Published Nevember 24, 2010
Application Inflation in College Admissions
By Elizabeth LaScala, Ph.D.
Elizabeth LaScala, Ph.D. is an educational consultant and certified college admissions advisor. Her goal is to help students and their families understand the admissions process, research college and career options, create a customized college list and submit a strong and cohesive application. Dr. LaScala is a member of NACAC, WACAC, and HECA and earned a certification in College Admissions and Career Planning from University of California at Berkeley. Contact her at (925) 891-4491 or
Recently I overheard a conversation between two high school students at a local coffee shop. One student told his friend "My grades aren't great and my SAT scores are mediocre, so my plan is to take full advantage of the Common Application and apply to about 20 or 30 schools just to see what happens. My mom and dad can afford it, so it won't be a problem." Then he asked his friend, "What do you think of my strategy?"
He didn't ask for my opinion so I thought I would address his question in this article. Picking which schools to apply to is an important part of the college admission process. So while it may look appealing to "play the odds" and just try to get in somewhere, you may be robbing yourself of both a rewarding education and future opportunities. Even if your grades have suffered and your test scores are not the greatest, you can still assemble a list of colleges that would best meet your needs. In fact, finding a list of appropriate schools is even more important for students whose grades and boards are less than stellar. These students generally benefit greatly from a supportive educational environment that matches well with their interests and needs. If you haven't been able to do your best work in high school, your college years present an opportunity to start fresh and take advantage of new opportunities. You are cheating yourself out of this chance by making your No. 1 criterion the ease with which you can hit the send button.
Another factor that this student may not have considered is how important it is for colleges to know the applicant has given careful consideration to their institution before applying. Demonstrated interest is important because when colleges accept an applicant they want that student to enroll. You actually reduce your chances of acceptance at a college if they have not heard from you until your application arrives or if your responses to their supplement show you have not researched their school with care. If a decision comes down to a number of applicants with similar academic and extracurricular profiles, the college will choose the applicant who has demonstrated interest. The Common Application requires one personal essay and one short response, but most colleges that use this application also add supplemental essays to distinguish applicants who have a sincere interest in their school from those who are applying "just to see what happens."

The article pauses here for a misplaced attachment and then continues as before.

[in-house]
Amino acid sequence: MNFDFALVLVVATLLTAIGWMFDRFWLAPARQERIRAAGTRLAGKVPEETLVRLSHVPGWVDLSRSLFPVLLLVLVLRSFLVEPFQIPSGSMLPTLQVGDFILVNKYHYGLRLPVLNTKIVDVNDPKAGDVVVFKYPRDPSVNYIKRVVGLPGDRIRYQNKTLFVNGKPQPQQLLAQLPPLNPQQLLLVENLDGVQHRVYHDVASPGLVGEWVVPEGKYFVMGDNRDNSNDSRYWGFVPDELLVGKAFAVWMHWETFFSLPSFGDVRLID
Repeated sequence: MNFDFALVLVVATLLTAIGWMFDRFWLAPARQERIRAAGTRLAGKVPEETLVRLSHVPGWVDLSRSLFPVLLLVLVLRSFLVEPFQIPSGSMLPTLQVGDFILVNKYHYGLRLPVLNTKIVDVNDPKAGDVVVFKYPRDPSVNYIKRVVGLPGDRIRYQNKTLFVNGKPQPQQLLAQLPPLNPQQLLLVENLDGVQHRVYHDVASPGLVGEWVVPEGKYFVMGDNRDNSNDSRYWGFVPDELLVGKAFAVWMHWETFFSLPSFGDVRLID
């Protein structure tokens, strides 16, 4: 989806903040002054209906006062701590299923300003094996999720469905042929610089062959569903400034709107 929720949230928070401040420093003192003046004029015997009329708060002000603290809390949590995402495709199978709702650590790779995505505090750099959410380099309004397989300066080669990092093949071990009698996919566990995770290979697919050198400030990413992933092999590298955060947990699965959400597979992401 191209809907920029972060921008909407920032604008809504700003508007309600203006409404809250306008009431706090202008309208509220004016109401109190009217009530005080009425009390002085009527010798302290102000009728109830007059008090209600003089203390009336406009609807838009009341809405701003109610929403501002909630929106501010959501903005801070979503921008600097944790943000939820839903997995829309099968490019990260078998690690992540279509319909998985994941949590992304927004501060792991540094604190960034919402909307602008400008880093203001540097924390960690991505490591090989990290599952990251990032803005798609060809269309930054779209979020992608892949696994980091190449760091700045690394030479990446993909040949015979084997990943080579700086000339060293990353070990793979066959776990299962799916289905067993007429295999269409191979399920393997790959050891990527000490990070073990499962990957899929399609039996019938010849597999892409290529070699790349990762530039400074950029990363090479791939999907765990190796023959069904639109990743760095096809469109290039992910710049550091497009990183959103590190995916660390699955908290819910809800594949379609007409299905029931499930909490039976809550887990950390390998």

Today, both applicants to college and colleges themselves are engaged in a vicious cycle. As the number of applications soars, colleges struggle to accurately predict yield (that is the number of accepted students who actually enroll). Yield is critical to the college's bottom-line. As colleges struggle with yield, they resort to longer wait lists and other enrollment management tactics. On the other side, students hedge against increasing competition and declining admit rates by flooding the system with more applications than ever before. This phenomenon is occurring nationwide as more students cast a broader geographic net.
Since larger applicant pools do not necessarily improve the quality of incoming freshman classes, many higher education experts are lamenting that colleges are simply rejecting more highly capable students because they have so many to choose from. The number of "all-stars" in the country has not changed-they are just jumping into more applicant pools. Undergraduate admission offices across the country are staggering under the increase in the numbers of applications, and their evaluation processes and staffing are not structured to handle the volume.
Despite this struggle, colleges continue to employ a variety of recruitment strategies to attract even more applicants. In the early 1990's colleges purchased 35 million student names and addresses from CollegeBoard. In 2009 that number rose to over 80 million. And Fast Track Applications are increasingly common (with fee waived and pre-filled to boot!). Why are colleges actively participating in application inflation? Some of the reasons include: increase in applications is linked to perceptions of popularity, selectivity and quality. Greater application volume also slightly improves U.S. News and World Report's ranking (but every little bit counts!), pleases alumni, aids in fund-raising and helps to attract top professors and researchers. Even bond rating agencies use the number of applications a college receives as one measure of demand, and thus as an indicator of the institution's financial health.
There are many voices that question the ethics of intense recruitment strategies by colleges that wind up rejecting the overwhelming majority of applicants. And some colleges simply refuse to take the bait. Charles Deacon, the dean of undergraduate admissions at Georgetown University, says his university has no plans to join the Common Application. "...this is a personal relationship between a student and college. We know people are applying who (really) want to apply. No college should appeal to everyone."

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